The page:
There are many distributions today, and all of them have strengths. There have been some relatively recent divergences in best applications. At this time, per recent experiences, we will not recommend CentOS or Red Hat on the digital audio workstation; we need the full range of audio libraries and audio applications.
For a long while, in my experiences, this generally meant the Testing release of Debian. Sparky Linux, a very nicely engineered best-of-many-versions Debian, has also been excellent. These are probably best for all who need GUI-maximus.
I have found Manjaro to be my personal best choice, because given just a touch of recompilation arcana, 'yaourt' makes it so very easy to build and install everything I need optimized for the CPU at hand, including the fastest kernels available. Manjaro is an Arch superset, which is very good in many ways, not the least bit being the unusually thorough Arch documentation wiki, and the growing Manjaro wiki.
Do see Desktop Manager below, because you'll want to start off as smoothly as possible.
One must watch the hardware. You'll know when you don't have enough CPU power to fill your bill; JACK will tell you quite reliably about the percentage of your software DSP capacity in use, and htop is great to show you real multicore status. Concerning compatibility, new kernels will support new hardware; if you're running a model of sound card which is entirely new in the current year, you may need a very new kernel indeed.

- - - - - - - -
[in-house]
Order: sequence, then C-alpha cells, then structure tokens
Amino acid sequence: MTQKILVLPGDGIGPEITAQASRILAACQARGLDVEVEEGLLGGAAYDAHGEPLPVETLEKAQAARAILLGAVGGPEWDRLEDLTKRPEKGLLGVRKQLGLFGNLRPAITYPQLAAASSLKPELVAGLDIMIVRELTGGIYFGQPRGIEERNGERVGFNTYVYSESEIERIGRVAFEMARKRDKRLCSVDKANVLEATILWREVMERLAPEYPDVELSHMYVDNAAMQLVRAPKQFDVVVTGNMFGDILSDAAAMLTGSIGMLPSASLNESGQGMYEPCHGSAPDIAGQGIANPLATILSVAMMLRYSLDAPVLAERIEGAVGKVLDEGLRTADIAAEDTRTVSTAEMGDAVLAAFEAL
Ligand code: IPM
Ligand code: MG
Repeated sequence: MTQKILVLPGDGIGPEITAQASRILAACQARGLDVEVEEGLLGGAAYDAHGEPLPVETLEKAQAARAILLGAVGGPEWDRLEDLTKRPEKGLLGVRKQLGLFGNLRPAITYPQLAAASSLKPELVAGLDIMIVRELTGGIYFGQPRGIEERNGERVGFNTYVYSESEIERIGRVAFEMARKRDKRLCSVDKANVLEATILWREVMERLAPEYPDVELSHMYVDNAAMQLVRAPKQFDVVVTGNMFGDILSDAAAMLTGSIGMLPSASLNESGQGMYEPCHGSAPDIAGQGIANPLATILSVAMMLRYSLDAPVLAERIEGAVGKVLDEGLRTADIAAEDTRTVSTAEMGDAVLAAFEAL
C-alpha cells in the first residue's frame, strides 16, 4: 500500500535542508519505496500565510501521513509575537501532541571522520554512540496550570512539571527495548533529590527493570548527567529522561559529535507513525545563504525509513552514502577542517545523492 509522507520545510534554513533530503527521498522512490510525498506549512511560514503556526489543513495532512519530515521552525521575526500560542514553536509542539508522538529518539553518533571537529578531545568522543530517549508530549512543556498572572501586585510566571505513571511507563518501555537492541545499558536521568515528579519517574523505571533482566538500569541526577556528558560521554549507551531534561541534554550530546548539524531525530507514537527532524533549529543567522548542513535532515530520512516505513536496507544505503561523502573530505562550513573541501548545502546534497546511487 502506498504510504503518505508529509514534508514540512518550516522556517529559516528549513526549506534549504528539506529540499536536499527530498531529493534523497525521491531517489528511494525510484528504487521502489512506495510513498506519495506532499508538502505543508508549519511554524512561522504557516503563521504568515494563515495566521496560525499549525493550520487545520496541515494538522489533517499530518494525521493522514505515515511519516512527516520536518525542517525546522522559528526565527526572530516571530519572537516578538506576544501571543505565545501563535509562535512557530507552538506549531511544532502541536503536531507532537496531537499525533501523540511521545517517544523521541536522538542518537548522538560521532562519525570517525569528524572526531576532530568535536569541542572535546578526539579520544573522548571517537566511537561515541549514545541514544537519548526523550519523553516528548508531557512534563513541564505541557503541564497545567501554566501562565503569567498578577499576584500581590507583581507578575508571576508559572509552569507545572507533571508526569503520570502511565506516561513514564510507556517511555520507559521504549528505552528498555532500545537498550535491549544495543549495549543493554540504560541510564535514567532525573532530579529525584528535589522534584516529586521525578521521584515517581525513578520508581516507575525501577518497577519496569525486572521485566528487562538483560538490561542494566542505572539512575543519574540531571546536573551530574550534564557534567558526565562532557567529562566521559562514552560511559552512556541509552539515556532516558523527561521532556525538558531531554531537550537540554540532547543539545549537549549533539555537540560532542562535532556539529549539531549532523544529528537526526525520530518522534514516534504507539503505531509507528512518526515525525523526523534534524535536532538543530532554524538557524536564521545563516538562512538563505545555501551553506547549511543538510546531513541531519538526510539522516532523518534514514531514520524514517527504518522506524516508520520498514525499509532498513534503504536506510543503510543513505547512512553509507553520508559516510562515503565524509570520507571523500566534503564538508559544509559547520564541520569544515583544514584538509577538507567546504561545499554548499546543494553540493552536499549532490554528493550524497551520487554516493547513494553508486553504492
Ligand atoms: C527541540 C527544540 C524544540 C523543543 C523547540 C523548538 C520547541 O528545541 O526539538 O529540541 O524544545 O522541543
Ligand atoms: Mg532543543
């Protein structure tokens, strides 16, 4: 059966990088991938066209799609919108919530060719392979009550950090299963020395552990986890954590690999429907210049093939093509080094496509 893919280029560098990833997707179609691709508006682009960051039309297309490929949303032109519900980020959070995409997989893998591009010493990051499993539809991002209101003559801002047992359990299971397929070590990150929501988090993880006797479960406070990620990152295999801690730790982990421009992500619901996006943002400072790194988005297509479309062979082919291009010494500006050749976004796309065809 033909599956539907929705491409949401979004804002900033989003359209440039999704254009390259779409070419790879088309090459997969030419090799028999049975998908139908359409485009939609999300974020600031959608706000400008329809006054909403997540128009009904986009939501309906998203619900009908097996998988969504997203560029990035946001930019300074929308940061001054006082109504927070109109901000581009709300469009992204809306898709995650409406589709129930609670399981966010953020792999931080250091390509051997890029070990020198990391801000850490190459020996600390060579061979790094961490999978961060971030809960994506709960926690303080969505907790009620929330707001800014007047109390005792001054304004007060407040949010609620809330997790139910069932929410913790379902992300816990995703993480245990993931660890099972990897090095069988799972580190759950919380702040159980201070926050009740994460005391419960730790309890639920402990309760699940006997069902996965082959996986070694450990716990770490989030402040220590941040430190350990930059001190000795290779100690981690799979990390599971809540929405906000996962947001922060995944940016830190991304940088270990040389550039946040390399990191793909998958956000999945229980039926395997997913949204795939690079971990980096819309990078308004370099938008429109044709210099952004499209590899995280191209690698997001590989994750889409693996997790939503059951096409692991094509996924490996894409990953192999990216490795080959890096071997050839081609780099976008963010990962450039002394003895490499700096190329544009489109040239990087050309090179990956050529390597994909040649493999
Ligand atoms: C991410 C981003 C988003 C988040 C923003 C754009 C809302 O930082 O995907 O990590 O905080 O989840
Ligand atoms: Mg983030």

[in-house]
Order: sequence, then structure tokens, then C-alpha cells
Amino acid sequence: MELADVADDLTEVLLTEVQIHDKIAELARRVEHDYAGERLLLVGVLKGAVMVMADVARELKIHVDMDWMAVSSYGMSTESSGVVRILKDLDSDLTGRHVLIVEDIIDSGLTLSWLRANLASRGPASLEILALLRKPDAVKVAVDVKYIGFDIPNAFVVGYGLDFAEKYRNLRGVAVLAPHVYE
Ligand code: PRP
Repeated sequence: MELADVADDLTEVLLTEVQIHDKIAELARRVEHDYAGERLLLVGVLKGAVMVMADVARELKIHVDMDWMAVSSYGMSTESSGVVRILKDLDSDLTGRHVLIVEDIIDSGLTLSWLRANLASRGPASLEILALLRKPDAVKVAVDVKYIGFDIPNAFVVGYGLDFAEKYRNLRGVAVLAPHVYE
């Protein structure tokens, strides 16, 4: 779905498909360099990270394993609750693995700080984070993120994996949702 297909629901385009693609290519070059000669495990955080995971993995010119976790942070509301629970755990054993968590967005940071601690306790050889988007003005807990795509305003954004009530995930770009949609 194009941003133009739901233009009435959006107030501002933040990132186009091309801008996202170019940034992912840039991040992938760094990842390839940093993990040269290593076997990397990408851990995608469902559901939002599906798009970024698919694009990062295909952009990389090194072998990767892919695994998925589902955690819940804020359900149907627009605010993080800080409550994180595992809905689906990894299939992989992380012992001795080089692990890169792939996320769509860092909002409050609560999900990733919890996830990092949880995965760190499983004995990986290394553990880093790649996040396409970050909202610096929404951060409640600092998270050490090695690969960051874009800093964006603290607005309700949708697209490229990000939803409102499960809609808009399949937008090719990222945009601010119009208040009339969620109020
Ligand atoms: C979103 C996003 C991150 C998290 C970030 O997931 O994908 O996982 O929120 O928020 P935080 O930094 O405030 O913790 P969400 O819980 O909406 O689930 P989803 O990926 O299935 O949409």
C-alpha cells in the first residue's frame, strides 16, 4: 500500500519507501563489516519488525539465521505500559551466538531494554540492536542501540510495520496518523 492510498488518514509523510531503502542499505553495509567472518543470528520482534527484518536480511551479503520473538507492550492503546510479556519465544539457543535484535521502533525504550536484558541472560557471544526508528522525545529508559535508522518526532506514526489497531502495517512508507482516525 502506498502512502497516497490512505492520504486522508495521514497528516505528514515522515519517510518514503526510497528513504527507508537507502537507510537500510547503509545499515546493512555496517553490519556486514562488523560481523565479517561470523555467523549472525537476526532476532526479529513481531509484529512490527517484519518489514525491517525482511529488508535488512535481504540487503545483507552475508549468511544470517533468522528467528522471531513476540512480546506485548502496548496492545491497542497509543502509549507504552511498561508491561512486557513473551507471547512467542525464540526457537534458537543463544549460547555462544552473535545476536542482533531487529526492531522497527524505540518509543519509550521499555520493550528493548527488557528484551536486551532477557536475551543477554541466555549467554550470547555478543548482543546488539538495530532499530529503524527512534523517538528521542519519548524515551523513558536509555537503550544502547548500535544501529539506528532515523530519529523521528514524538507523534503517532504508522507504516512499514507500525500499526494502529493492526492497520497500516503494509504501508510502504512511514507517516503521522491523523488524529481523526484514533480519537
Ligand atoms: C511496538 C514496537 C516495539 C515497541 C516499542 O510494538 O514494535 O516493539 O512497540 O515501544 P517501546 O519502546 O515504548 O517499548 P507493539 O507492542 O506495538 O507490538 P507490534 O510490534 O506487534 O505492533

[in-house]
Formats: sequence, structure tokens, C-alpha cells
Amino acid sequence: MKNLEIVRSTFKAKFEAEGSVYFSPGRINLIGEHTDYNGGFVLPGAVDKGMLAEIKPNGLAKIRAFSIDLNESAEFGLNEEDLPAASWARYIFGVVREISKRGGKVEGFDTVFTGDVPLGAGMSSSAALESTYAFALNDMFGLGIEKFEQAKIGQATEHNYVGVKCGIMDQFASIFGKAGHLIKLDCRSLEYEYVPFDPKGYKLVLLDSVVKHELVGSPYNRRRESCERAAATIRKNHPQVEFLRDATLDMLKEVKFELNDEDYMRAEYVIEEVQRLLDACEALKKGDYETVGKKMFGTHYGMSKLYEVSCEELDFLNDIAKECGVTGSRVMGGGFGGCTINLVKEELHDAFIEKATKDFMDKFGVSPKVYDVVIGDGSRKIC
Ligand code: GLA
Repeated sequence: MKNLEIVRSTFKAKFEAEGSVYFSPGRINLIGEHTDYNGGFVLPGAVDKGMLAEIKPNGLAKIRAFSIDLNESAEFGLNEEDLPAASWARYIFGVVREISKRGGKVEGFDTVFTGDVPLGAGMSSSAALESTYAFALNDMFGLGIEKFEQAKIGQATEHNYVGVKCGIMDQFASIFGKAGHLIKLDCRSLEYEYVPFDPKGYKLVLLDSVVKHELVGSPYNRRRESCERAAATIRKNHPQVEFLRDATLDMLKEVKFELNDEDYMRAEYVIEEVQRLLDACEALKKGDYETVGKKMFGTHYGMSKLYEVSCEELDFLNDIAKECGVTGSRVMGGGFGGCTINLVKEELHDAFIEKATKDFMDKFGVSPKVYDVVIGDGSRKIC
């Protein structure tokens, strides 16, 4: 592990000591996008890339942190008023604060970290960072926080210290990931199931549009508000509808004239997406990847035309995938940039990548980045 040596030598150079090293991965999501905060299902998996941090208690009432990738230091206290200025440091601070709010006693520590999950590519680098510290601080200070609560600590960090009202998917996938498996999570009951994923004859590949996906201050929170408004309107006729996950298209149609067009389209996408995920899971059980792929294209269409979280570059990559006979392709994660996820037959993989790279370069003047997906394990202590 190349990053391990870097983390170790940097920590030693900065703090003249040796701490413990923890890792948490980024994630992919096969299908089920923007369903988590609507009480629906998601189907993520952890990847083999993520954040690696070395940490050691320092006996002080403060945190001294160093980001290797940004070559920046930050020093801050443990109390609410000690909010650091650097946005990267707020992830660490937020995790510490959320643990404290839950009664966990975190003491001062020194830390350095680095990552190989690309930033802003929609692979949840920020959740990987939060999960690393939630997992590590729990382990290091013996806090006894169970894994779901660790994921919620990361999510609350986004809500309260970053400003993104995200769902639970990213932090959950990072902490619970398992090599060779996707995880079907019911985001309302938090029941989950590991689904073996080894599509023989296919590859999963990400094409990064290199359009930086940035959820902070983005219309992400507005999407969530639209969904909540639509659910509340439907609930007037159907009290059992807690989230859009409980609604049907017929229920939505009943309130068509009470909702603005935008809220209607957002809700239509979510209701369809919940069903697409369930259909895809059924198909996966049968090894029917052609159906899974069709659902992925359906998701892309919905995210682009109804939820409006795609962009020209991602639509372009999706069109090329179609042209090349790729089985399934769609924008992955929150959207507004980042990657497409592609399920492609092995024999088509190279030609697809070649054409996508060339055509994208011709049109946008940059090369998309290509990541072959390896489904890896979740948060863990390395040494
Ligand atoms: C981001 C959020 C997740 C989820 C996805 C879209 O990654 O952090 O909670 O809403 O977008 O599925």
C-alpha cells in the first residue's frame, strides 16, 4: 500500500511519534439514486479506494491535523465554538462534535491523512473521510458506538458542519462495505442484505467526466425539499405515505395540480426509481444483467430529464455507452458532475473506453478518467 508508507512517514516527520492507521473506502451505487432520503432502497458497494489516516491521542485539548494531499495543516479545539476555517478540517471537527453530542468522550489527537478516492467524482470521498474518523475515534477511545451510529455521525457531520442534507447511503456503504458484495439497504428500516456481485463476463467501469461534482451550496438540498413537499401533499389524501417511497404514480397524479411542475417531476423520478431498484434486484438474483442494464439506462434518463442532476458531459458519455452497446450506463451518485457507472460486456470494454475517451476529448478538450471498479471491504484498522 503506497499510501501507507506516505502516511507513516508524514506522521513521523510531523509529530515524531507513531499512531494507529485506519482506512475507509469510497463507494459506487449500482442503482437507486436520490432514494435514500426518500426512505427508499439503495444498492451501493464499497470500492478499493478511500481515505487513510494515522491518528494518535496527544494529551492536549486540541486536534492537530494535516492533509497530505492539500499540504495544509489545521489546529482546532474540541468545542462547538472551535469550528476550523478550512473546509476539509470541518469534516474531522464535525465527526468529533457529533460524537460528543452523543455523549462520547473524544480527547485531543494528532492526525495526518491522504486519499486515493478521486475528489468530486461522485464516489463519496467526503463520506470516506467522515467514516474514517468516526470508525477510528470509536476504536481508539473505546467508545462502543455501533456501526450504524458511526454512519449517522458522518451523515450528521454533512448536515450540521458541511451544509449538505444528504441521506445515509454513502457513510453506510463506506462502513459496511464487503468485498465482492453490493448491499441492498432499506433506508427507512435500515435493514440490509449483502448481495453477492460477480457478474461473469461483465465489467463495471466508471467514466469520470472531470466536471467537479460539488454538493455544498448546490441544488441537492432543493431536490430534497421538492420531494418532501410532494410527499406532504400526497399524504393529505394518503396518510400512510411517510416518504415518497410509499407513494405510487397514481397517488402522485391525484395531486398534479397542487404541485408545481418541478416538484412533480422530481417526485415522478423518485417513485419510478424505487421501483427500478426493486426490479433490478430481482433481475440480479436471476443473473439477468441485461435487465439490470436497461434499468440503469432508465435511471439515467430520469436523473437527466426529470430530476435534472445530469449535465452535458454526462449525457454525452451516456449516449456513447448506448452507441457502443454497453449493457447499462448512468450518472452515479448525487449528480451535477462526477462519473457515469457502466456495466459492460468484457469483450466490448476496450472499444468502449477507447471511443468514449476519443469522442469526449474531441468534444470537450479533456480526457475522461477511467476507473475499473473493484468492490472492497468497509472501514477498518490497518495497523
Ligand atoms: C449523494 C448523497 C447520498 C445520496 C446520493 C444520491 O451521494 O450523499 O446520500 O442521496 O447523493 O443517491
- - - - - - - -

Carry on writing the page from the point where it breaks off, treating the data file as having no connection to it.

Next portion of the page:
But not all sound cards are worthwhile for us: we need low latency, which empirically means “works very well and processes its data very fast”; more about this further down. Having been burned by more than one sound card which was widely claimed to be such, I recommend care. All kinds of motherboard sound, not surprisingly, seem to be widely supported, but any very new hardware may need a new kernel to support it. See the Kernels section, below.
Primary support for sound, in today's Linux, is either in the kernel for PCI/PCI-e/USB, or it is in the Firewire setup for Jack, called FFADO. There are other avenues – there are ways to retrofit newer versions of the ALSA sound system found in the kernel, to older kernel versions, and there is an entirely alternative sound system called OSS about which reports are often good – but these involve digging and replacement of pillars of stock distro elements, and this is time and concentration which I am not going to spend away from the music
For about three years the first BNR was run using a Behringer FCA202 firewire audio interface for sound, and a Yamaha UX16 for MIDI. I still heartily recommend the UX16. But the Behringer died unexpectedly (right before a gig, it was given to come back just once after prayer), Behringer lists it as a “Legacy” product, and I have not found a comparable non-legacy product at anywhere near the price: the impression I have is that in reality the industry is taking firewire in general into the legacy category. So in the rebuild occurring right now (2017-08-21) of BNR #1, I found this new USB device from Peavey, the USB-P, which so far has been just precisely what's needed, it even includes a lot of internal signal cleanup which is quite precious for this project. I am also trying out a Roland UM-ONE mk2 USB MIDI interface; it was a bit less expensive than my traditional UX16's, and Roland invented a lot of what we now call MIDI, so I thought it would be a worthwhile go.